“Supreme Corp.”! “Make America Sick Again”! The party’s messaging is an atrocity, and it won’t get any better until Pelosi and Schumer are gone.
In June, the Supreme Court ruled that public-sector employees who are represented by unions in collective bargaining can’t be obligated to pay dues to those unions. Legal observers say that decision, in Janus v. AFSCME, could presage a similar ruling regarding private-sector unions. More broadly, Janus was a stark victory for the 1 percent, underlining a decades-long trend of working- and middle-class wage stagnation. It was the kind of development liable to outrage both politically engaged liberals and politics-averse but pocketbook-conscious swing voters. It was, in other words, a potentially catalyzing moment for the Democratic Party, a chance to make the case for the practical necessity of progressivism in clear and stirring terms during a crucial election year.
Presented with this opportunity, House Minority Leader Nancy Pelosi … did not rise to the occasion. “With this decision,” she said at a press conference, “the Supreme Court became the Supreme Corp.”
“That’s as in short for corporation,” she added helpfully. It’s a play on words! Woof.
“Supreme Corp.” is not the only egregious Democratic messaging swing-and-miss in recent memory. The most high-stakes such failure may have occurred in 2016’s first general-election presidential debate, when Hillary “Pokémon Go to the Polls” Clinton made laborious work of introducing a disparaging catchphrase for Donald Trump’s economic plan—”Trumped-up trickle-down”—that, suffice it to say, did not actually become a catchphrase. This foreshadowed Democratic efforts at Trump-related wordplay that continue to this day and have a collective batting average of .000. Senate Dems’ painfully awkward slogan during the Obamacare repeal battle, “Make America Sick Again,” was if anything a reminder of how Trump is way better at this stuff. (Relatedly, in May, Senate Minority Leader Chuck Schumer argued that the president’s tariff policies would “make China great again” and that they demonstrate “the art of a bad deal.”) Maryland Sen. Chris Van Hollen, the chairman of the Democratic Senatorial Campaign Committee, riffed on the repeal bill’s “Trumpcare” nickname by suggesting it should instead be called “Trump doesn’t care.” (Zing!) In June, Assistant Senate Minority Leader Patty Murray wrote that “as a candidate, President Trump talked a big game on lowering drug prices, but after 500 days in office the only health care ‘Price’ he has dropped is his former Secretary.” That would be ex-Trump administration Health and Human Services Secretary Tom Price. Hey-o! Barf.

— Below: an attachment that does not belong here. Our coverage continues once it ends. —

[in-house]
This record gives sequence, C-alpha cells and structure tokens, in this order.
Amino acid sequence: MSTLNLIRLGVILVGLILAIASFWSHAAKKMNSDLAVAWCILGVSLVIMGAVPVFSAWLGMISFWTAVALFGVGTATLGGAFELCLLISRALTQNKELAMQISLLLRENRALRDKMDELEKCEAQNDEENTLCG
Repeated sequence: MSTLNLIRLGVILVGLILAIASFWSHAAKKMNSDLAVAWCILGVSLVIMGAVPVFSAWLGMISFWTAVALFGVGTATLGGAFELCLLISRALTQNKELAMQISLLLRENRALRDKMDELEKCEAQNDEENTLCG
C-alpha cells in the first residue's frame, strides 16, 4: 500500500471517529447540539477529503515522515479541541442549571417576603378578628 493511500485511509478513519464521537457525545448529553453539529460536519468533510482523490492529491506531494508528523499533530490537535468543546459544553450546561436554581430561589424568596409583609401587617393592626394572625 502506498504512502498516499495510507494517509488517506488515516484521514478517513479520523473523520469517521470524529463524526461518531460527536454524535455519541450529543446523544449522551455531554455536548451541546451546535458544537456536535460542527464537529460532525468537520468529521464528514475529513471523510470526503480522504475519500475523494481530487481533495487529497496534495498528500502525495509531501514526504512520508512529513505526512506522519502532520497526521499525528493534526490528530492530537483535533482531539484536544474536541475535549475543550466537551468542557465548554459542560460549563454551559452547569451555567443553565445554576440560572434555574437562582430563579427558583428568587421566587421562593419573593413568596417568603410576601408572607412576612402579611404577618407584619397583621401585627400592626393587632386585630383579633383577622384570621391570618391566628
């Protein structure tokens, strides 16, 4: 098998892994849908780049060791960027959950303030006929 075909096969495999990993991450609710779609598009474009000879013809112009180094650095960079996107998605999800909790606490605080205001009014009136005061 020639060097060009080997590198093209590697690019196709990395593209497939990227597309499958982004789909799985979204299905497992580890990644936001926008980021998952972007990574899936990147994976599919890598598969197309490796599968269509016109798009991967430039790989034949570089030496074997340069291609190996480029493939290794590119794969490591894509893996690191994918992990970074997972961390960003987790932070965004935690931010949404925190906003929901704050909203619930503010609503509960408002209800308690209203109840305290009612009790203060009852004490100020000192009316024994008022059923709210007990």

Two years into the Trump presidency, the prominent Democrats who are called upon most frequently to speak on the party’s behalf about our many national crises—Pelosi, Schumer, other high-ranking legislators, the officials and surrogates of the Democratic National Committee—seem congenitally incapable of communicating in a way that is not beside the point and laden with clichés. This is in and of itself not totally crippling to the party’s electoral chances—there’s a lot that goes into messaging besides catchy sound bites. The toothlessness of establishment Dems is even somewhat understandable, given the way Pelosi, Schumer, and others came of age in an era in which the deployment of cautious, folksy rhetoric was a winning strategy. But it seems at least worth considering that, in 2018, being more direct, more aggressive, and more not-world-historically-lame—being, say, more like Florida gubernatorial candidate Andrew Gillum, who concisely and virally said during a debate with his opponent Ron DeSantis that “I’m not calling Mr. DeSantis a racist. I’m simply saying the racists believe he’s a racist”—could help the party rally supporters, establish a rapport with new voters, frame news coverage in advantageous ways, and, like, actually win elections for once…